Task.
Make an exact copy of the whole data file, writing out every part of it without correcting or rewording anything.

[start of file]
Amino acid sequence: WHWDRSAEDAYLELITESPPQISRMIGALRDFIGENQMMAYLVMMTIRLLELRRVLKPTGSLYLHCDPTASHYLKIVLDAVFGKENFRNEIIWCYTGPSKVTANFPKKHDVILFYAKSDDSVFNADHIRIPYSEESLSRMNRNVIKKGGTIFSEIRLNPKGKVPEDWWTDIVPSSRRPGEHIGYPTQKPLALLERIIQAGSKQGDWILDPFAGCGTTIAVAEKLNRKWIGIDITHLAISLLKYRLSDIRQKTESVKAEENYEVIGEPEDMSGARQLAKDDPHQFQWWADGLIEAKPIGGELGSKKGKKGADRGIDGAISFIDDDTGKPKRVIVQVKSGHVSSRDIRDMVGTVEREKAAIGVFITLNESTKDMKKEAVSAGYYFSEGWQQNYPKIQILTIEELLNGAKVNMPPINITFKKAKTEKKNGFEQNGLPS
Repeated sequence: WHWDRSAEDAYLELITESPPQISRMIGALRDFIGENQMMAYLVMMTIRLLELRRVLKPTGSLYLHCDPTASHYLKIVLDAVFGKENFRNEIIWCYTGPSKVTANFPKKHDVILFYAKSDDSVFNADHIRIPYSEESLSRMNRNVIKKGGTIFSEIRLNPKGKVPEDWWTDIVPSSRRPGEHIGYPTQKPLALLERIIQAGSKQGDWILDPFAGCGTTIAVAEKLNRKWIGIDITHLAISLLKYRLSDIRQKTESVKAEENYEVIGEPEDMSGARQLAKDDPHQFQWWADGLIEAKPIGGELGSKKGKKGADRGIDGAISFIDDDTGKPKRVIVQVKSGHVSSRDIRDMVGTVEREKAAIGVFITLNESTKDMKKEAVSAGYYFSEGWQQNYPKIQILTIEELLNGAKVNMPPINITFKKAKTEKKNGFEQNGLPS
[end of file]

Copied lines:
Amino acid sequence: WHWDRSAEDAYLELITESPPQISRMIGALRDFIGENQMMAYLVMMTIRLLELRRVLKPTGSLYLHCDPTASHYLKIVLDAVFGKENFRNEIIWCYTGPSKVTANFPKKHDVILFYAKSDDSVFNADHIRIPYSEESLSRMNRNVIKKGGTIFSEIRLNPKGKVPEDWWTDIVPSSRRPGEHIGYPTQKPLALLERIIQAGSKQGDWILDPFAGCGTTIAVAEKLNRKWIGIDITHLAISLLKYRLSDIRQKTESVKAEENYEVIGEPEDMSGARQLAKDDPHQFQWWADGLIEAKPIGGELGSKKGKKGADRGIDGAISFIDDDTGKPKRVIVQVKSGHVSSRDIRDMVGTVEREKAAIGVFITLNESTKDMKKEAVSAGYYFSEGWQQNYPKIQILTIEELLNGAKVNMPPINITFKKAKTEKKNGFEQNGLPS
Repeated sequence: WHWDRSAEDAYLELITESPPQISRMIGALRDFIGENQMMAYLVMMTIRLLELRRVLKPTGSLYLHCDPTASHYLKIVLDAVFGKENFRNEIIWCYTGPSKVTANFPKKHDVILFYAKSDDSVFNADHIRIPYSEESLSRMNRNVIKKGGTIFSEIRLNPKGKVPEDWWTDIVPSSRRPGEHIGYPTQKPLALLERIIQAGSKQGDWILDPFAGCGTTIAVAEKLNRKWIGIDITHLAISLLKYRLSDIRQKTESVKAEENYEVIGEPEDMSGARQLAKDDPHQFQWWADGLIEAKPIGGELGSKKGKKGADRGIDGAISFIDDDTGKPKRVIVQVKSGHVSSRDIRDMVGTVEREKAAIGVFITLNESTKDMKKEAVSAGYYFSEGWQQNYPKIQILTIEELLNGAKVNMPPINITFKKAKTEKKNGFEQNGLPS